Jacoby Ellsbury breaks obscure record held by Pete Rose

Big League Stew
<a class="link rapid-noclick-resp" href="/mlb/players/7912/" data-ylk="slk:Jacoby Ellsbury">Jacoby Ellsbury</a> has entered the MLB record books. (Photo by David Maxwell/Getty Images)
Jacoby Ellsbury has entered the MLB record books. (Photo by David Maxwell/Getty Images)

New York Yankees outfielder Jacoby Ellsbury has broken a record held by Cincinnati Reds legend Pete Rose. No, not that one. Though it would be just as surprising to us if Ellsbury was anywhere near the all-time hit record.

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The 34-year-old outfielder broke one of Rose’s most obscure records during Monday’s game against the Tampa Bay Rays. In the top of the fourth inning, Ellsbury reached base after catcher’s interference by Wilson Ramos.

It was the 30th time Ellsbury has reached on catcher’s interference. That set a new Major League Baseball record. Seriously, that’s the record Ellsbury set.

Exciting? Not especially. Prestigious? Not really. An MLB record? Most definitely.

Ellsbury managed the feat on his birthday, too. Not a bad way to kick off 34. He’ll have extra reason to eat some cake later.

We don’t expect you to immediately send congratulatory tweets to Ellsbury on the accomplishment, but it is a record that brings up some interesting questions. How does one rack up so many catcher’s interferences? Is Ellsbury using a larger bat than normal? Is there something about his swing that helps him? Does he intentionally try to reach base this way?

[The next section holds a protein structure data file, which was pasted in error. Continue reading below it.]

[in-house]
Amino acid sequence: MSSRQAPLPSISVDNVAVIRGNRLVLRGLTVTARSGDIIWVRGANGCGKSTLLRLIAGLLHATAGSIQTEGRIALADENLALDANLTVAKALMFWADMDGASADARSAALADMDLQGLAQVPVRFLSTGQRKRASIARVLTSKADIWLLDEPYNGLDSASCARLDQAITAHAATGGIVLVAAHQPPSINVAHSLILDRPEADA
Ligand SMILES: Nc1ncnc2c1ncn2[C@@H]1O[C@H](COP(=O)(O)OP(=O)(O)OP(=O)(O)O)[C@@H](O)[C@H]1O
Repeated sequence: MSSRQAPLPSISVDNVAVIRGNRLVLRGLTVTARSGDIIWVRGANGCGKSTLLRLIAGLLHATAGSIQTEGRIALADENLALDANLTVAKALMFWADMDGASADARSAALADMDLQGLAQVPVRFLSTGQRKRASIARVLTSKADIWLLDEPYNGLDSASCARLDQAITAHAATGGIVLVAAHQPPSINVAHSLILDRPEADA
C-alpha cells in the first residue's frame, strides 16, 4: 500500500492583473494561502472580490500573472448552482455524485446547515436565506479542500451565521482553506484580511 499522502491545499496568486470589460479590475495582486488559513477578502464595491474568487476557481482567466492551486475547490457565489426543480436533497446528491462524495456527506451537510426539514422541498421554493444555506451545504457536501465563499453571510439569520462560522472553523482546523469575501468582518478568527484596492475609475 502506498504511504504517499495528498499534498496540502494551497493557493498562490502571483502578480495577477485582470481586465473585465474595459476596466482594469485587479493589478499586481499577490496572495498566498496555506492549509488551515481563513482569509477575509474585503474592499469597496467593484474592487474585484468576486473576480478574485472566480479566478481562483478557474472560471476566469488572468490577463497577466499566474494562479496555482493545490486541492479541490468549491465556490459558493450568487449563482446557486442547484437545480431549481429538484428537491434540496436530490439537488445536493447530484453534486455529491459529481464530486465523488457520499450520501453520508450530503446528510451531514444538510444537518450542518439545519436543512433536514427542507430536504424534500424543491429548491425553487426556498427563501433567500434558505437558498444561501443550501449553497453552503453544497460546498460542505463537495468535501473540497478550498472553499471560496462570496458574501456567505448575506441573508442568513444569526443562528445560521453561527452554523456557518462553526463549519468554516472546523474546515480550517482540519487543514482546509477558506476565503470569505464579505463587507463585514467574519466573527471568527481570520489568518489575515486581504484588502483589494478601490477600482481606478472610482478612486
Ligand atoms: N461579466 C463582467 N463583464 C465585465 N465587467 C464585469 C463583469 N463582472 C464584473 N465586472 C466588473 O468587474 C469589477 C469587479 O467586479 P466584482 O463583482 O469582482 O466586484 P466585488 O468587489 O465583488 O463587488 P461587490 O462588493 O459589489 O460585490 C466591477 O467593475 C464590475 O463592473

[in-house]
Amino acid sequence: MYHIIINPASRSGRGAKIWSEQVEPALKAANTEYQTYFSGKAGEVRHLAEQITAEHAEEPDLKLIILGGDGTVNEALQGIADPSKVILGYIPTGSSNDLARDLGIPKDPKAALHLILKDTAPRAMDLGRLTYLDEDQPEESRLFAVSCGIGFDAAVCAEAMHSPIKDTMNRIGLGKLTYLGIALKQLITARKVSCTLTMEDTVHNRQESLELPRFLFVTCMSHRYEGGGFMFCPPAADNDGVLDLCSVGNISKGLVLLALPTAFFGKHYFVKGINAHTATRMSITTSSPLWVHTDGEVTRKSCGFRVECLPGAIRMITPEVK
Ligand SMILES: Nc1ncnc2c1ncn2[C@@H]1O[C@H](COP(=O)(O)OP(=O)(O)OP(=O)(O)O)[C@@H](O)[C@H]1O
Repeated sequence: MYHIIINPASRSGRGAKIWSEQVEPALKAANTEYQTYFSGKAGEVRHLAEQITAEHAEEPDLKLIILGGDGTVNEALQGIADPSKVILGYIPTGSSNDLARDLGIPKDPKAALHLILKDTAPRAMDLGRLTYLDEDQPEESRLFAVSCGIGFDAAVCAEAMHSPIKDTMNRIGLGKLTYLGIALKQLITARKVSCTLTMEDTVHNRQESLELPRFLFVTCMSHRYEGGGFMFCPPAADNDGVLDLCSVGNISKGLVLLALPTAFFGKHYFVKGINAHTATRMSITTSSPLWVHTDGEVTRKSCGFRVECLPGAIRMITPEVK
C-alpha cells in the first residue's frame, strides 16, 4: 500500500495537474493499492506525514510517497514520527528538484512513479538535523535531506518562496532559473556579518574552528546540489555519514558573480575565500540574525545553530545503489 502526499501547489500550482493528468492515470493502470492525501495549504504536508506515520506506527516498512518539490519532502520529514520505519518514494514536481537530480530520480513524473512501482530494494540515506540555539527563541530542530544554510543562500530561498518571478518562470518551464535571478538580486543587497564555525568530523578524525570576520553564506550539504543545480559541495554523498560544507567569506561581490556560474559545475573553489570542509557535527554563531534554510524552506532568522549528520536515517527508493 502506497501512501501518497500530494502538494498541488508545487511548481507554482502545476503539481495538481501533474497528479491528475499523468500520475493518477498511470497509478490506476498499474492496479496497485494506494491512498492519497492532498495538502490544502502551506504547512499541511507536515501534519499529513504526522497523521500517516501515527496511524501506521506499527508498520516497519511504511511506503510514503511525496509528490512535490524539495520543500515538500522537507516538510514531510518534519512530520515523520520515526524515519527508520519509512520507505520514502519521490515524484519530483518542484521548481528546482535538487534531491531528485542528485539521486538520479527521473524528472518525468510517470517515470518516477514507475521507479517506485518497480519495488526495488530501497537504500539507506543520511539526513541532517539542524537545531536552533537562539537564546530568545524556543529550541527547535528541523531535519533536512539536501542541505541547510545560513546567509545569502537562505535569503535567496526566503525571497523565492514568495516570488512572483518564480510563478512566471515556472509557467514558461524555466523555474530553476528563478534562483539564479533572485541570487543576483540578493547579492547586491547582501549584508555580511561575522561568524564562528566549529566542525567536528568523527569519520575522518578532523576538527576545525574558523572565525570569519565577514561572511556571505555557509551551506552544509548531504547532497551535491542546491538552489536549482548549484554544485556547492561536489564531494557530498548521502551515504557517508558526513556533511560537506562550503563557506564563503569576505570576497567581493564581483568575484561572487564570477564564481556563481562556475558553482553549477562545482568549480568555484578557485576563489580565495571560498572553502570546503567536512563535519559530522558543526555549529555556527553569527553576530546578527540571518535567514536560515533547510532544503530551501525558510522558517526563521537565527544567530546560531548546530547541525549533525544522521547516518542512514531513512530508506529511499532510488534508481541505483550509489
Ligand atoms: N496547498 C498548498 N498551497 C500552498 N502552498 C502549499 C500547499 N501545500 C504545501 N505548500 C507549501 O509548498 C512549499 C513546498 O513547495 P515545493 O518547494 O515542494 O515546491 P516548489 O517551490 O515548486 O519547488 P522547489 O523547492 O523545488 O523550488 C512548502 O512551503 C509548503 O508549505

Honestly, we would be interested to know if there’s any strategy involved. Catcher’s interference isn’t something that happens often, so for one player to rack up 30 of them is just really odd.

Oh, and as for the all-time hit record, we don’t see Ellsbury passing Rose any time soon. With 1,359 career hits, he remains 2,897 off Rose’s record. Since you’re all curious, Rose had 2,547 hits through his age-34 season. Someone may topple Rose eventually, but it won’t be Ellsbury.

Still, he’ll probably settle for this accomplishment now. Ellsbury may not hold a popular record, but he’ll get his name in the record books. That’s more than a lot of players can say at any point during their careers.

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Chris Cwik is a writer for Big League Stew on Yahoo Sports. Have a tip? Email him at christophercwik@yahoo.com or follow him on Twitter! Follow @Chris_Cwik

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